I found that applying all this to my massage practice was essential. First, you need proteolytic enzymes to increase the flow of "good" nutrients into the muscles, reduce scar tissue and help remove lactic acid out of the muscles. Second, inflammation is a natural response of the body to injury; however, most people suffer from excessive inflammation that actually retards the healing process, making our jobs as therapists almost impossible.
How Proteolytic Enzymes Work
To understand how important proteolytic enzymes are to the massage, let me explain how they work. According to research, proteolytic enzymes reduce inflammation by neutralizing the biochemicals of inflammation (bradykinins and pro-inflammatory eicosanoids) to levels at which the synthesis, repair and regeneration of injured tissues can take place.1 Reducing inflammation can have immediate impact on improved heart health, circulation, and to help speed up recovery from sprains, strains, fractures, bruises, contusions, surgery - even arthritis. Trials have shown that supplemental proteolytic enzymes can help reduce inflammation, speed healing of bruises and other tissue injuries, and reduce overall recovery time when compared to athletes taking a placebo.2,3
After several weeks of using proteolytic enzymes, I first noticed that my own back pain and arthritis began to subside. I was more capable of truly focusing on my clients and actually enjoyed the experience of giving massage again. More interesting was the response from my clients! Overall, I found that the ones that used proteolytic enzymes had incredible results. Shoulders were getting a larger range of motion, sensitive backs and swollen knees were subsiding and the natural structural alignment of their bodies moved with ease. Some mentioned later that they were sleeping better and that my massage efforts were lasting over a longer period of time.
What was even more remarkable was that it helped me to massage the sensitive lymph areas since proteolytic enzymes digest organic debris from the circulatory and lymph systems. With great surprise, some of my clients who had only set out to reverse and/or eliminate painful chronic issues found great healing among other systems of the body, including reducing allergies, sinusitis and asthma.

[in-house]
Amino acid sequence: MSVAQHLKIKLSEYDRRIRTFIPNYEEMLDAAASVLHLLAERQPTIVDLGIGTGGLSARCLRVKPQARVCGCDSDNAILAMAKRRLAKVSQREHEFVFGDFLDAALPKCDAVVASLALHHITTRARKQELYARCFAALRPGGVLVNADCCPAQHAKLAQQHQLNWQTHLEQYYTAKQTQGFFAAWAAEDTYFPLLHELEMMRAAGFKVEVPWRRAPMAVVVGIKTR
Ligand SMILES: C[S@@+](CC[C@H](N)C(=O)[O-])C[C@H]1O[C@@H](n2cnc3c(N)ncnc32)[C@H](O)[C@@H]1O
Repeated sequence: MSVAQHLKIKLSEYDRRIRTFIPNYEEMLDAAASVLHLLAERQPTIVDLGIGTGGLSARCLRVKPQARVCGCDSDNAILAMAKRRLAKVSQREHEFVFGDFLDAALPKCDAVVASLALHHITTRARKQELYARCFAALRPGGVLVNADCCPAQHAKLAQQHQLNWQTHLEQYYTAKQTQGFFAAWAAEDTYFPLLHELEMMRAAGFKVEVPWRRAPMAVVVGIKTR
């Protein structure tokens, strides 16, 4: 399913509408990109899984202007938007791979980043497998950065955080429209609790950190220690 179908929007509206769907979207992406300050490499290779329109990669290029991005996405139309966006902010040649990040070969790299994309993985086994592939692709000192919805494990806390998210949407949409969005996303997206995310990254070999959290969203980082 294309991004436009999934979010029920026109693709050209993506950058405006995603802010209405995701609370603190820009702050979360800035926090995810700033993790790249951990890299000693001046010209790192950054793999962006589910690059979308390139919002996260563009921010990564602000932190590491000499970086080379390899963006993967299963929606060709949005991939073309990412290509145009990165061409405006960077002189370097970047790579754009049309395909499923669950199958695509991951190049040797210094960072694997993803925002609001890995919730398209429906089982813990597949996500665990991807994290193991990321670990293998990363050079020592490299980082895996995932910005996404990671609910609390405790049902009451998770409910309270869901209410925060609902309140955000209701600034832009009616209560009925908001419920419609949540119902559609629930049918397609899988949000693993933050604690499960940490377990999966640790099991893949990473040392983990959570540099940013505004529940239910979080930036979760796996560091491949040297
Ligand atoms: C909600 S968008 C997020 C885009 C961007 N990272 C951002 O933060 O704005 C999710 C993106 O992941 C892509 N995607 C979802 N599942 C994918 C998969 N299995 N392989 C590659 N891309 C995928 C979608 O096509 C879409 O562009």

The Massage Therapist-Client Relationship
Although this all sounds good, it's important to note that it's very difficult to recommend nutrition to clients when many clients simply just want a massage. We also have to be careful to not pretend to "diagnose or cure" any client of any disease. I found there is a gray area where, just as we encourage clients to "drink plenty of water" after a deep therapy massage, we can mention proper nutrition. Information is power and if we simply give clients options to their health, I find they usually appreciate it and recommend me to others. Quite simply, we stand out as true healers and not as someone that is just manipulating muscle to some peaceful tunes.
I also found that most clients were actually starving for real information about natural health remedies. Due to the confusion in the market, they all had the same question: "With so many products and differing opinions, who can you trust?" I simply remind them to talk to their doctor before taking any supplement, but that, just as I had found incredible resources, there is a ton of unbiased information available online.
In the end, the more we help our clients, the more they help us. To provide true healing for our clients, we need to look at the body as a whole system and approach the massage, as only one aspect of a client's true healing process. Simply put, our body needs nutrition to accept the benefits of a good massage and the benefits of nutrition are enhanced when the body is not stressed and relaxed from a good massage. The bottom line: Nutrition and massage are perfect complements to each other.
Moriah Petrini has been a massage therapist for more than five years and is located in Fremont, Calif. She holds certifications in a variety of massage specialties, including deep-tissue massage, reflexology, structural massage and stone massage.